When it was put to Dr Paisley that he was “looking after his legacy” when he decided to join Martin McGuinness in government and become First Minister, Dr Paisley said: “Oh no, not at all. My work was as a Christian minister and that has always come first.”
He added: “I had to sell myself to a lot of criticism from people who didn’t really know what was happening. I mean, I was blamed for being a Lundy and all sorts of things.
“But when I look back, he that laughs last laughs the longest.”
Baroness Paisley acknowledged that to some people “it just seemed to them like he was going back on everything he had said”.
But she added: “The situation was different. The situation had changed. Sinn Fein had given up their arms and their Semtex...otherwise it wouldn’t have happened.”
The first of Dr Paisley’s long friendships which he lost after going into government was with the veteran QC and unionist political figure Desmond Boal.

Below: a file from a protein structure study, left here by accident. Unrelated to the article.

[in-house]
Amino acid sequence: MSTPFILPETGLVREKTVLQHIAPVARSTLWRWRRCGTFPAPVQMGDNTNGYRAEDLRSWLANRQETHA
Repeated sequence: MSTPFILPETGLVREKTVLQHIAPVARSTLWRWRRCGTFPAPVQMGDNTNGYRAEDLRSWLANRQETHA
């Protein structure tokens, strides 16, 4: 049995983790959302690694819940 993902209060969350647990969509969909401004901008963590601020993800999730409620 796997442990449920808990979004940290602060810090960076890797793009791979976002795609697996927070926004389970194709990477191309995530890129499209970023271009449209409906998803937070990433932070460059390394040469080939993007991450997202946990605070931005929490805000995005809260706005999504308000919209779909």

Baroness Paisley said that Mr Boal, who had been a founding member of the DUP after years as a thorn in the side of modernising Ulster Unionist leaders, had come to their house to return books which Dr Paisley had given him and said “this isn’t a friendly visit”.
“He said ‘I just can’t believe he’s done what he’s done and I just don’t want anything more to do with you’.
“I said: ‘Desmond, I’m very sorry it has to come to that but... what could he do? Would you have him responsible for another 30 or 40 years of warfare and devastation and killing and murdering, or do what he did?’”
She said “he just walked away”, adding it was “a very big blow” to her husband.